The Committee expressed great interest in the intention of Japan to extend, on a case-by-case basis, additional financing through the Export-Import Bank of Japan—in the form of untied loans at below-market rates in parallel with Fund arrangements—mainly to middle-income countries undertaking Fund-supported adjustment programs. The Committee invited the Executive Board to study the modalities of this proposal through which Japan intends to promote growth in developing countries and to contribute to the solution of the debt problem.

The Committee welcomed the recent adaptations in Fund facilities, including the commencement of operations of the enchanced structural adjustment facility (ESAF) to assist low-income countries, the modifications in the operational modalities of the extended Fund facility (EFF), and the establishment of the compensatory and contingency financing facility (CCFF). The Committee emphasized that it was now essential for low-income countries to come forward with programs that could merit support of the ESAF and urged countries that have not already done so to contribute to the facility.

The Committee warmly welcomed the agreement by governments of creditor countries to provide additional debt relief through Paris Club reschedulings and by multilateral development institutions to provide concessional assistance to the poorest of the indebted countries that are implementing growth-oriented adjustment programs. The Committee urged close coordination of the form, timing, and conditions of the official assistance provided in support of such adjustment programs.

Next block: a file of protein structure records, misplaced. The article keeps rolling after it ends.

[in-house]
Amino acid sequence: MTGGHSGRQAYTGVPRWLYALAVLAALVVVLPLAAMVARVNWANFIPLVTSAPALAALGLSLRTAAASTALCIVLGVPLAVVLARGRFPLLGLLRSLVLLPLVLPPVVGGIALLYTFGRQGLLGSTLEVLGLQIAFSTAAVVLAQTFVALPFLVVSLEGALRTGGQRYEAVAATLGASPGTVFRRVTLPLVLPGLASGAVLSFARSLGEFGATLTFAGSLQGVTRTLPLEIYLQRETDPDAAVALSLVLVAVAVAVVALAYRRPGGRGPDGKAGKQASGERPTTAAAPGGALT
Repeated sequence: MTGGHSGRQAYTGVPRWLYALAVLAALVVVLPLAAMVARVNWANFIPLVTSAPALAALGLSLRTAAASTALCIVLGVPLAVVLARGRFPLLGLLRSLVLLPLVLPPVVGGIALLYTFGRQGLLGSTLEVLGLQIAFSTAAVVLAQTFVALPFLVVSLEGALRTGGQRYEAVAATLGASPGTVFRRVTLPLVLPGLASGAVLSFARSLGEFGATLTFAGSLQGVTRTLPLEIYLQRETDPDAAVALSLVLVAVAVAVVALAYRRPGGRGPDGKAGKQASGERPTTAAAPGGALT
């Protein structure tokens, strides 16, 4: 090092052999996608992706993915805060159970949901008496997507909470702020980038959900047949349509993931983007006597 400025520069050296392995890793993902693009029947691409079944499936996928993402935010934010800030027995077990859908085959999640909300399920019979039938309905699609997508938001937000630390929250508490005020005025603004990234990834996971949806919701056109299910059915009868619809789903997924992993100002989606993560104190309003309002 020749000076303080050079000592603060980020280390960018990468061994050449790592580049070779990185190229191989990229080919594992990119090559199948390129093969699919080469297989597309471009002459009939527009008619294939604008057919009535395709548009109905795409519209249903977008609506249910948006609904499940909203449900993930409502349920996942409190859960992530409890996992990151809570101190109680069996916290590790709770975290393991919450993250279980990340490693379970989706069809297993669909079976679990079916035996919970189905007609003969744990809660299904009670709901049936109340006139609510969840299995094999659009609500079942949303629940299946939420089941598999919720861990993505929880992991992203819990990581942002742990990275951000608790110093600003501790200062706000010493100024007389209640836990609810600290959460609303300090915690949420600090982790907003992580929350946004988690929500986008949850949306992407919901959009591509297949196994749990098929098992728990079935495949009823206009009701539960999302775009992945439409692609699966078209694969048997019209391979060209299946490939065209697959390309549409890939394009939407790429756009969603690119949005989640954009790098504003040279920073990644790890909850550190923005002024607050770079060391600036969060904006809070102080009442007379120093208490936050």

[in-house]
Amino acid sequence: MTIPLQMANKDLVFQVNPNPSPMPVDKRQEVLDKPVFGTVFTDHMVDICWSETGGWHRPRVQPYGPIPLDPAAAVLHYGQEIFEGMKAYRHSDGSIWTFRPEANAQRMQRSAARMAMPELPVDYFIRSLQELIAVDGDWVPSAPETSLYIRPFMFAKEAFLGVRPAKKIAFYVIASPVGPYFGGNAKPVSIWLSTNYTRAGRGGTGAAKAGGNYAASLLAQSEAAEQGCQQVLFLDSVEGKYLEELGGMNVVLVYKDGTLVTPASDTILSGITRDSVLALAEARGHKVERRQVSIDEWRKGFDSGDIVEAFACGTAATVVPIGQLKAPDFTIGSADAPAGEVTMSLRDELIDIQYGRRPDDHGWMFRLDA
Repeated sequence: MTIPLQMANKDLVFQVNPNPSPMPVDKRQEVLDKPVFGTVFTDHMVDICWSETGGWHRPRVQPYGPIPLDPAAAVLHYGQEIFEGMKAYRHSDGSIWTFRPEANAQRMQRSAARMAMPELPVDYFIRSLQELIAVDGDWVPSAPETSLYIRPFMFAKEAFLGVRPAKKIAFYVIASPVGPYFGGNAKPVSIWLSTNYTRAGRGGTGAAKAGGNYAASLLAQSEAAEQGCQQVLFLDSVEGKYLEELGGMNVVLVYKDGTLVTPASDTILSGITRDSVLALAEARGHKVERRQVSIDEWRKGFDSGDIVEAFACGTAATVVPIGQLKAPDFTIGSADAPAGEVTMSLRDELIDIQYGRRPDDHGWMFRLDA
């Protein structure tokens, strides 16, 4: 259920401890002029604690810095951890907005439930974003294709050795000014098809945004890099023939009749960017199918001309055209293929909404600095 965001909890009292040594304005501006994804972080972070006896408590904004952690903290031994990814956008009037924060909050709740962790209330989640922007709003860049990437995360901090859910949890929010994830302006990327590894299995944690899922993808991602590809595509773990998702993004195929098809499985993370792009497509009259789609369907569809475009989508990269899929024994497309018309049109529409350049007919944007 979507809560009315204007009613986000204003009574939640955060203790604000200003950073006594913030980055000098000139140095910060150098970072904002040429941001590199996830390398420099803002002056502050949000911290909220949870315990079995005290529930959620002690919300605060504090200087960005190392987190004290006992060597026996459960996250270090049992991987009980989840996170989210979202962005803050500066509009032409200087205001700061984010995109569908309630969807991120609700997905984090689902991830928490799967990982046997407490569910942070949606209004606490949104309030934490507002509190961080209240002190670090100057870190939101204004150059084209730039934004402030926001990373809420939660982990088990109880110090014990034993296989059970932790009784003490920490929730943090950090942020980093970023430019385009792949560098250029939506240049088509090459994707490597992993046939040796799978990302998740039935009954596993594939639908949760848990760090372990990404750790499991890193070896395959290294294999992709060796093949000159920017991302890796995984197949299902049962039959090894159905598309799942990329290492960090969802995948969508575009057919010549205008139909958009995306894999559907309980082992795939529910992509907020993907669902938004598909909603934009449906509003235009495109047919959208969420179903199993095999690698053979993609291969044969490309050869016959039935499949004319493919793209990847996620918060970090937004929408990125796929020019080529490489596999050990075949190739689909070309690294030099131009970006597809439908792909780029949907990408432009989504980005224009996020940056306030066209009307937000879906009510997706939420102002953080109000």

5. The Committee had an exchange of views on the question of overdue financial obligations to the Fund. The Committee stressed the adverse impact of overdue obligations on the effectiveness of the Fund as a cooperative monetary institution, as well as the heavy financial burdens they impose on other debtors and on creditors of the Fund, while recognizing the extremely severe plight of some of these countries. It welcomed the intention of the Executive Board to pursue a multifaceted approach to this problem involving preventive measures and intensified collaboration where members with overdue obligations are cooperating with the Fund. Intensified collaboration will need to involve coordinated assistance, provision of bilateral financing to members that undertake strong programs of economic reform and seek to regularize their relations with the Fund, and prospective support from the international financial institutions. The Committee urged all members, within the limits of their laws, to treat the Fund as a preferred creditor and to lend their active and tangible support to this cooperative endeavor, so as to bring countries with overdue obligations back into the mainstream of international economic relations. The Committee requested the Executive Board to pursue its work on the modalities of this cooperative approach and to report back to the Committee at its meeting in April 1989.